Mobile software companies and their entrepreneurs often feel their mobile technology and strategy is better than all others. They often feel driven by a messianic mission to carry their mobile technology message to the world, and then scream in frustration when others don't seem to "get it." I understand. I have screamed.

Mobility entrepreneurs are often focused on their specific mobile technology. Many have engineering backgrounds and believe they have solved a significant problem. The challenge they often face is not understanding the business of their potential partners, resellers and target customers. Let me provide the following scenario to demonstrate my point:

There is a large conference room with a long table. There are 2 mobility entrepreneurs, 12 IT managers for a large SAP customer, 4 sales and pre-sales folks from SAP, and 3 representatives from a large system integrator with a focused SAP practice in attendance. The mobility entrepreneurs stand up and present the "world's best" enterprise mobility technology to the attendees. When they are done presenting, lots of questions are asked; the entrepreneurs cover them all and leave to catch their flight home expecting a PO on the fax machine when they arrive. The PO never arrives. Why?

Here are some possible reasons:

  1. The SAP customer has a $14 million problem, and the mobile technology presented will solve only $675,000 of that problem. They need a complete solution, not a partial.

  2. The $14 million problem requires a full range of systems integration, business process design and SAP customization to fix. They want to fix this problem with one overall integrated solution, not many small solutions linked together. Complexity can kill.

  3. The SAP customer has three preferred SAP systems integrators – none have a practice around this particular mobile technology.

  4. The SAP customer is simplifying their IT infrastructure to reduce complexity and no non-SAP technology will be added unless it is approved by 17 business and IT committees. Who has the time to fight this battle?

  5. The IT Managers only want to learn mobile technology that will add to their resume and help them get their next assignment. The cool mobile technology that they just witnessed does not have its own category on the IT recruiters' websites. They want NAME power on their resume.

  6. The SAP system integrator does not support the mobile technology, so recommends some other mobile solution that they support and have trained experts on.

  7. The SAP sales team does not get quota credit on it, but they do on another mobile solution. If the sales person does not make their numbers they are fired, so they do not care which mobile technology is better if it does not help keep their job.

  8. SAP's Industry Principals and Solutions Managers also must be very selective as to the mobile technology they recommend. They would not want to recommend a product that was not on the SAP price list or Certified Partner list, unless there was no other viable choice or this product helped sell other SAP licenses that benefited the SAP sales team. Their priorities would be:

    1. SAP solution

    2. SAP price list solution (could be a partner's solution on the price list)

    3. SAP Certified or Innovation Partner

    4. Only in desperate times would a non-partner be recommended and then only if it helped sell more SAP products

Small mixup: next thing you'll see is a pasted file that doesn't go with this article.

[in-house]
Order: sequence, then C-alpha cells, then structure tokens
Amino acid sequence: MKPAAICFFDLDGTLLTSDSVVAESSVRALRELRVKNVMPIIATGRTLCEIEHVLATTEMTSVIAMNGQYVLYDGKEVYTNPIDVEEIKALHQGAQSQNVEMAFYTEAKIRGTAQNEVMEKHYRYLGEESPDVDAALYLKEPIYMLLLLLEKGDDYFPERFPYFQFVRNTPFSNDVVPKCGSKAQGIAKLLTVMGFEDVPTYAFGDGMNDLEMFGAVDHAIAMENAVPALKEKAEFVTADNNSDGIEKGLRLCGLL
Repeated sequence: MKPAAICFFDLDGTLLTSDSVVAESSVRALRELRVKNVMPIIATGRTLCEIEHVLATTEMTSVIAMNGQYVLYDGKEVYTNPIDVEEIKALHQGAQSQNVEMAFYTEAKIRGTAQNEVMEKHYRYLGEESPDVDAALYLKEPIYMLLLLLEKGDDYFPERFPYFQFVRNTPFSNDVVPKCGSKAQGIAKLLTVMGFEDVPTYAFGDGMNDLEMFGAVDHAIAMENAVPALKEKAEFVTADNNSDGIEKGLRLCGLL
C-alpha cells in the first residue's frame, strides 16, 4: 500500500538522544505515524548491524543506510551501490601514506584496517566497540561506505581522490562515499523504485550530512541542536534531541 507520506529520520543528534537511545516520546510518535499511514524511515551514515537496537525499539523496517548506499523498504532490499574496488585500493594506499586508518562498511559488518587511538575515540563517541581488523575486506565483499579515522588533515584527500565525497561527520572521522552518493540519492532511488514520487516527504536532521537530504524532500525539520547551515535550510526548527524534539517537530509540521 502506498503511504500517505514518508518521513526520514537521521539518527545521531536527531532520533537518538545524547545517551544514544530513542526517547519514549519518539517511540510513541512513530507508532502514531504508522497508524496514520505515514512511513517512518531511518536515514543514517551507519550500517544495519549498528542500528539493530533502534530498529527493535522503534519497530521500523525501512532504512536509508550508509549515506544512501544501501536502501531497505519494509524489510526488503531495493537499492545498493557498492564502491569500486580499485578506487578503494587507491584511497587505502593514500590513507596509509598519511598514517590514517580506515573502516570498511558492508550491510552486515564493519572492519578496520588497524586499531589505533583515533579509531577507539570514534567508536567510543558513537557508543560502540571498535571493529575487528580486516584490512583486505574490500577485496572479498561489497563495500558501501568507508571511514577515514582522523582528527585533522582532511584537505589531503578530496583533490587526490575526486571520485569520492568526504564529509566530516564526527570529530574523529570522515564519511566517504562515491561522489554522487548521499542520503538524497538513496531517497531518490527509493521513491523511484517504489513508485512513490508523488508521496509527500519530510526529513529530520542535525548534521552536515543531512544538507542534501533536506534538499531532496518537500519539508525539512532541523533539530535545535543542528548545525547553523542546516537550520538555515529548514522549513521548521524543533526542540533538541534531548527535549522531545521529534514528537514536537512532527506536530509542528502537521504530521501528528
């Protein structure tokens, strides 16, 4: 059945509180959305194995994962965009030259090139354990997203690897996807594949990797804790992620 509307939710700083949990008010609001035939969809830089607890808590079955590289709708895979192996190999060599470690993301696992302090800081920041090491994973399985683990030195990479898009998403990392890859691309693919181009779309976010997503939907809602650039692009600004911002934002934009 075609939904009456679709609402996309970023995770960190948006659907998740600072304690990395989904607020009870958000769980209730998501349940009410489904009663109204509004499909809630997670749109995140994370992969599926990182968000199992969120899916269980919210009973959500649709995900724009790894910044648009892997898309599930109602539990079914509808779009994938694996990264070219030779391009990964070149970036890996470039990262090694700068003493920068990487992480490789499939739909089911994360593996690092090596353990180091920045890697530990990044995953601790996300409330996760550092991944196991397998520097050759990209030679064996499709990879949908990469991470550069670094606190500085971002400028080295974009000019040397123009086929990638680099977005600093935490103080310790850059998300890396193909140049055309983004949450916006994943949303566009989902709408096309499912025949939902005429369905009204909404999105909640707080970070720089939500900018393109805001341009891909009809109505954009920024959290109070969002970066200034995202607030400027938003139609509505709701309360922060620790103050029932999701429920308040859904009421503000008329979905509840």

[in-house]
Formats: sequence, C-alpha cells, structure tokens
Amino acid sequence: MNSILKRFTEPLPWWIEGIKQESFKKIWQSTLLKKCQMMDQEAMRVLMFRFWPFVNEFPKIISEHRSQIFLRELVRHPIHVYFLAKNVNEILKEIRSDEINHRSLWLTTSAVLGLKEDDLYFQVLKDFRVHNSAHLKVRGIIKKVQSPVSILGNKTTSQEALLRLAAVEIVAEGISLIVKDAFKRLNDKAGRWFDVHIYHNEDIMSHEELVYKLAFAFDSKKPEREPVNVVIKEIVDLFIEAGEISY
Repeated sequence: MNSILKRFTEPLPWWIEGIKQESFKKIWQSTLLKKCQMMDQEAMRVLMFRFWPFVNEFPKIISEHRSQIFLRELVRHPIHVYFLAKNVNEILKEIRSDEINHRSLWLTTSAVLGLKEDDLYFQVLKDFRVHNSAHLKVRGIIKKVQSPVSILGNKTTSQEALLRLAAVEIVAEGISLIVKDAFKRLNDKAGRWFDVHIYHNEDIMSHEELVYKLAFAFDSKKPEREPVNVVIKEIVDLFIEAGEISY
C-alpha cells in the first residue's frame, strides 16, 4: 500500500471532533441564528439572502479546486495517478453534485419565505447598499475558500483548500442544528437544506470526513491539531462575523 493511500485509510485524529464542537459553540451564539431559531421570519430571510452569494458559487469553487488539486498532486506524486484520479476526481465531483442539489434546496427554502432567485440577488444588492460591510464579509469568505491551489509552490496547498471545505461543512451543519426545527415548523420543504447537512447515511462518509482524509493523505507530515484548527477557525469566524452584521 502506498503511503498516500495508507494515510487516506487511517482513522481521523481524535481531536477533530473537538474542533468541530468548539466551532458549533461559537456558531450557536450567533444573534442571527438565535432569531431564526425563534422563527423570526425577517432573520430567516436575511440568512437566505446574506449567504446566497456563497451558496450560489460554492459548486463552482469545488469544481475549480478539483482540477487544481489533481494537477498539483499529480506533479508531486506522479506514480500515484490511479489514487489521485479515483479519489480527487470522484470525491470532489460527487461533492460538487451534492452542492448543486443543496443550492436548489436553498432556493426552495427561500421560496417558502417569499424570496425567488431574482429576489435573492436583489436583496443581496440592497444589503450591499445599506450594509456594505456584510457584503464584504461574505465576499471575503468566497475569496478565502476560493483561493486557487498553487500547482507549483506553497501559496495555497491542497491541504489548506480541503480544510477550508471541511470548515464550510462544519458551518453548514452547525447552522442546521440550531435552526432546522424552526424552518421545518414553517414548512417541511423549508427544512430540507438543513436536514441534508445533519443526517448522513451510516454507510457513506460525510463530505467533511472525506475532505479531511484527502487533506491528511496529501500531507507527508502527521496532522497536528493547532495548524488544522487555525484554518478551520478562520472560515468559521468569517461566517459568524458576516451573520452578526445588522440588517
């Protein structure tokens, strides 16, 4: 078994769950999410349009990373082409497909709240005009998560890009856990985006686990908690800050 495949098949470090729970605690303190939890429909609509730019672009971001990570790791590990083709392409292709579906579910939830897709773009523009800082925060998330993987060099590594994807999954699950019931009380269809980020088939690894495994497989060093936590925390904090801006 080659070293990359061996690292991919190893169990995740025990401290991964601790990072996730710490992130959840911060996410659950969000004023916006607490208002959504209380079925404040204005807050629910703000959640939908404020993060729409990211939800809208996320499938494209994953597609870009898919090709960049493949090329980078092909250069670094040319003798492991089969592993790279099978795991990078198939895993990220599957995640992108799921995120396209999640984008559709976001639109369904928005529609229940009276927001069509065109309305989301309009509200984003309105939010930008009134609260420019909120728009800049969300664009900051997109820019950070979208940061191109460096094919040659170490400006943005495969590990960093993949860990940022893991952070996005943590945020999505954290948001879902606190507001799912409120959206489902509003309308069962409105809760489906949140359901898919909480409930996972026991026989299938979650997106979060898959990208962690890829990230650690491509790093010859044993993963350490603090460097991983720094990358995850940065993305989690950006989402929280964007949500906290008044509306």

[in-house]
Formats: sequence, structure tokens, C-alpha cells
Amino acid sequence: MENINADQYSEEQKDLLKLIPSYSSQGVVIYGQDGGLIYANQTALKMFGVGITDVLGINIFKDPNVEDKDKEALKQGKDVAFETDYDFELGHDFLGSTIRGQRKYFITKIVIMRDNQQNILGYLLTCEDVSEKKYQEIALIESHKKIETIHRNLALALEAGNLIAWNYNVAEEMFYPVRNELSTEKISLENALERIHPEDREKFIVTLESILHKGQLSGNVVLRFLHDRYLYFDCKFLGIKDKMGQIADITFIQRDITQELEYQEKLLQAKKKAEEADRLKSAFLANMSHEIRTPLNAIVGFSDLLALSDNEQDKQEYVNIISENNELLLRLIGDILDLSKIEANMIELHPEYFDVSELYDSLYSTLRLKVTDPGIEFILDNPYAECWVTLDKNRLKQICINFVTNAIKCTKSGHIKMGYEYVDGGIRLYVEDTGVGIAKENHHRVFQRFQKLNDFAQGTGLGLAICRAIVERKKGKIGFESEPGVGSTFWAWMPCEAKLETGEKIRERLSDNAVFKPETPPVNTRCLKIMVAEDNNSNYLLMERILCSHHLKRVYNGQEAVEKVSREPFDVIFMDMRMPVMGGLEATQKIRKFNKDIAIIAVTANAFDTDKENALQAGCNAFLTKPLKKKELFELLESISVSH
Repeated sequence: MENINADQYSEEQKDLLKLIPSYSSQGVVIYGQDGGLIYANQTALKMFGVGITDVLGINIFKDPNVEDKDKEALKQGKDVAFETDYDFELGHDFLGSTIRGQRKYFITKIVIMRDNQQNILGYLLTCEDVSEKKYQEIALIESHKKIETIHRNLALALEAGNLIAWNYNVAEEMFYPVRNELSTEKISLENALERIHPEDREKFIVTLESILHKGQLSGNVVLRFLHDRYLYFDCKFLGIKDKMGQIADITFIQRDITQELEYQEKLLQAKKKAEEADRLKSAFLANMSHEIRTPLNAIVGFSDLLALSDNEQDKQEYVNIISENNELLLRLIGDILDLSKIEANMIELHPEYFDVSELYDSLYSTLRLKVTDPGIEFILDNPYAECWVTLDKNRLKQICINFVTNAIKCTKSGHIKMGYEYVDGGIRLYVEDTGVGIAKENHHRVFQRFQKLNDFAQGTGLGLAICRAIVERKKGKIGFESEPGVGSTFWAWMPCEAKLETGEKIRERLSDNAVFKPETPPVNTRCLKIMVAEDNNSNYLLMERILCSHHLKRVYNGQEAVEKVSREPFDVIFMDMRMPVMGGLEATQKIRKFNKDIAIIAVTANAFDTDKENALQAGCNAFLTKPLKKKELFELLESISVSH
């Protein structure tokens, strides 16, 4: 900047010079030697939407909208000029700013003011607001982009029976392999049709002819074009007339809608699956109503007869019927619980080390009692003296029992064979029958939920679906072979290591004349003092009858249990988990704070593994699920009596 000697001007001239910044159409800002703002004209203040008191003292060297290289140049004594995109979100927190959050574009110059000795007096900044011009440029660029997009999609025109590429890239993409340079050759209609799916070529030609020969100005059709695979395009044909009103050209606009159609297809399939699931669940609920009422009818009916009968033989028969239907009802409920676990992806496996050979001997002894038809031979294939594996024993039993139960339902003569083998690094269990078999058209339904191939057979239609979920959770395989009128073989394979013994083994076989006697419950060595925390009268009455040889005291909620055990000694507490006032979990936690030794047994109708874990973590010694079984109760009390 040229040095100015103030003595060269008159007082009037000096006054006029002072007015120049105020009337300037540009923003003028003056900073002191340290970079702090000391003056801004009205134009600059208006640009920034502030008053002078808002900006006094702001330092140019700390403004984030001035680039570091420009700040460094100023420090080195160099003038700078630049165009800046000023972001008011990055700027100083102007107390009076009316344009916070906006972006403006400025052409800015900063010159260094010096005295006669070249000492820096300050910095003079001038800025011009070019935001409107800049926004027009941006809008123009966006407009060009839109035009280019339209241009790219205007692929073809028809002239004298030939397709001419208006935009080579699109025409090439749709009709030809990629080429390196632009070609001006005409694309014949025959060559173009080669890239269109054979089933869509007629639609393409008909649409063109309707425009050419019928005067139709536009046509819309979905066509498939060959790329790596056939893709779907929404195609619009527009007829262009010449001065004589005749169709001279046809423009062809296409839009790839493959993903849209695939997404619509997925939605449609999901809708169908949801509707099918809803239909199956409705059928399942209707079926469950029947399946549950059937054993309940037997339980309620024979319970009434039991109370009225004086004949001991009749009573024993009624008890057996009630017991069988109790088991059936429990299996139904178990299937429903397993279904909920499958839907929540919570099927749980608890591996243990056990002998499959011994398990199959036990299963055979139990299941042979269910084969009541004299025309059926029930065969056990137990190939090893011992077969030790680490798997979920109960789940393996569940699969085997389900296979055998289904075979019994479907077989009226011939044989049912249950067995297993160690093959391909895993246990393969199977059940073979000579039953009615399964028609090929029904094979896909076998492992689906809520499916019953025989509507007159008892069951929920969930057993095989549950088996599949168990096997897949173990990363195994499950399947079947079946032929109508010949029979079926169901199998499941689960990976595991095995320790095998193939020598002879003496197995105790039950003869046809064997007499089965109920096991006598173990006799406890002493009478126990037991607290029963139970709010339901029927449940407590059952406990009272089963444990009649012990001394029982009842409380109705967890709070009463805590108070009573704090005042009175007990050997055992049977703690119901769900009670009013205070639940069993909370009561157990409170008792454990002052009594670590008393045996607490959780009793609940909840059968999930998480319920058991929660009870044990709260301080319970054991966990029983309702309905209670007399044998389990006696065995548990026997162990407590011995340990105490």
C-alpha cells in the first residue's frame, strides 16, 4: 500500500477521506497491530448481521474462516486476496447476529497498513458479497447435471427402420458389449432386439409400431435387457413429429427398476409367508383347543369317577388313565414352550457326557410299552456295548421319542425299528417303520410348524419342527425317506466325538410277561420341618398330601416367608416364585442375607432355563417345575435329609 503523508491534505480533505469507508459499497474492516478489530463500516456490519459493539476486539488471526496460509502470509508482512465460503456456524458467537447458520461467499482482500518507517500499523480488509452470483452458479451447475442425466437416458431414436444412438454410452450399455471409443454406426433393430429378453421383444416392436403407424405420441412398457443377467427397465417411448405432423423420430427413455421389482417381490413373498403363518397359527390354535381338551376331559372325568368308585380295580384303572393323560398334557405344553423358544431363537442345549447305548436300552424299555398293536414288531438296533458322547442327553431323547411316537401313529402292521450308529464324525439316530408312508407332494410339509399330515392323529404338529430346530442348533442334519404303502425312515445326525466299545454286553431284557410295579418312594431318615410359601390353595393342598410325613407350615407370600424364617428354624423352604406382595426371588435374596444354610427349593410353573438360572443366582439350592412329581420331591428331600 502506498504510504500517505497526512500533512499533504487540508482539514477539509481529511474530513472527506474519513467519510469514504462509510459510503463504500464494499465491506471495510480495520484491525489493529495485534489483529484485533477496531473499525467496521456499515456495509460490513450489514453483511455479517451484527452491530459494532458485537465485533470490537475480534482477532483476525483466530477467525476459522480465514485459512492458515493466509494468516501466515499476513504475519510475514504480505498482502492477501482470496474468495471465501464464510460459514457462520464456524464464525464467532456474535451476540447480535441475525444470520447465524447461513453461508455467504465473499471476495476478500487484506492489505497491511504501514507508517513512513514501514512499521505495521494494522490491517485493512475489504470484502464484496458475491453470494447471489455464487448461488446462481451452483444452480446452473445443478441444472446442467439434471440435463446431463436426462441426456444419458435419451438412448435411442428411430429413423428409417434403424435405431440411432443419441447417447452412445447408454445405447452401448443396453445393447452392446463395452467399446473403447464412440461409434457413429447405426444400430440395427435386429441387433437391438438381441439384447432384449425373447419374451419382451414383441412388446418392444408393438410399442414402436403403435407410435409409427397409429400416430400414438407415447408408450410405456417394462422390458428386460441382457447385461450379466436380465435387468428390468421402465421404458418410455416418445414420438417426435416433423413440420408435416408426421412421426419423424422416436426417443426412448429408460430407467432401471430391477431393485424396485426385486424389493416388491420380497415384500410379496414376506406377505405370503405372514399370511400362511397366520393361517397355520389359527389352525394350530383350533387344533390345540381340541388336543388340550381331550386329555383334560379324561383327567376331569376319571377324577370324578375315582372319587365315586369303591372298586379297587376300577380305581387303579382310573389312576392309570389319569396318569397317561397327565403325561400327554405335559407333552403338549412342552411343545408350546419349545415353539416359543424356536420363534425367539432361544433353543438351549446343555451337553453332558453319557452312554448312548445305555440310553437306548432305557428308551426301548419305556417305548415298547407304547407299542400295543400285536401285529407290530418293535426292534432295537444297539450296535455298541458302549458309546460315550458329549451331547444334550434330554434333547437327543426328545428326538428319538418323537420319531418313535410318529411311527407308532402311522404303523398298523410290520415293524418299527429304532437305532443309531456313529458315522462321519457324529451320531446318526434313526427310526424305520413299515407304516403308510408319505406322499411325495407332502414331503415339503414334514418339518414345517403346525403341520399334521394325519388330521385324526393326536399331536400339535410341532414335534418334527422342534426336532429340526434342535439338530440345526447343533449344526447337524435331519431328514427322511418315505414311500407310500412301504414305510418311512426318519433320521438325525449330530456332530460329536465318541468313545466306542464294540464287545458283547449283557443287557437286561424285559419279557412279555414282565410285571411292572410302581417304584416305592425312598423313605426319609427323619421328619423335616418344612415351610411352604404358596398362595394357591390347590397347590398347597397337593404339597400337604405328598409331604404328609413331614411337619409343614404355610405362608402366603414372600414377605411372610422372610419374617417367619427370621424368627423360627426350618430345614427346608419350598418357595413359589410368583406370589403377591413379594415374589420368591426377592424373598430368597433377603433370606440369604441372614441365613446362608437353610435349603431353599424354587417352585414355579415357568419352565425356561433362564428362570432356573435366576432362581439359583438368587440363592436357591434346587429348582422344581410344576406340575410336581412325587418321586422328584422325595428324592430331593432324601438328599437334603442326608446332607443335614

9. SAP pre-sales teams learn about many different technologies, but if it does not help their Account Executive make his/her quarterly numbers, it is unlikely to be introduced to the customer. However, there is an exception; if the solution, combined with an SAP solution helps close more revenue for the SAP Account Executive, then you have a winner.

  10. SAP customers are often on 5 year plans. These plans include upgrades, roll-outs, add-ons, customization, old product sun setting, mergers and acquisitions, etc. What does this mean to the mobile entrepreneur? It means your product needs a 5 year road map that aligns with SAP and the SAP customer's. If it does not, you are unlikely to survive the first round.

  11. Large software companies like SAP often consider potential partners as possible acquisition targets. Issues like are you private or public, customer base size, intellectual property ownership, market presence, etc, play into these considerations. If two partners have similar technologies, the one that is a better future acquisition target may be chosen for strategic reasons.
  12. The SAP customer may have outsourced their IT to a large service provider with their own recommended mobile solution.
  13. The SAP customer may have a large server deal with IBM, and IBM agrees to throw in a software solution for free if the annual support contracts are renewed...it happened to me :-(
  14. The biggest project and highest priority in the company is around route delivery improvement, and your project is mobile SAP CRM. The route delivery mobility vendor agrees to extend their mobile solution into mobile CRM and since it is a higher priority, you lose.
  15. The CIO will never get invited to speak in front of thousands at Sapphire if they choose your solution.
  16. Your user conferences could be held at Denny's.

In summary, a mobile solution needs to be viewed favorably by the SAP customer, SAP sales team and the SAP system integrator. Not always all of them, but most of them. It needs to align with most of their strategic visions, personal interests and compensation structures. The frustrating part of this list for many mobility entrepreneurs is that none of it has to do with "best" mobile technology. These are primarily business issues that relate to alliances, partnerships, self-interests, marketing, strategic directions and business models.

Since we live in the real world, not all of the players' motivations will be clear or have the same level of priority. Sometimes new technologies appear that do not fit these molds, but once you understand these underlying motivations it becomes more clear.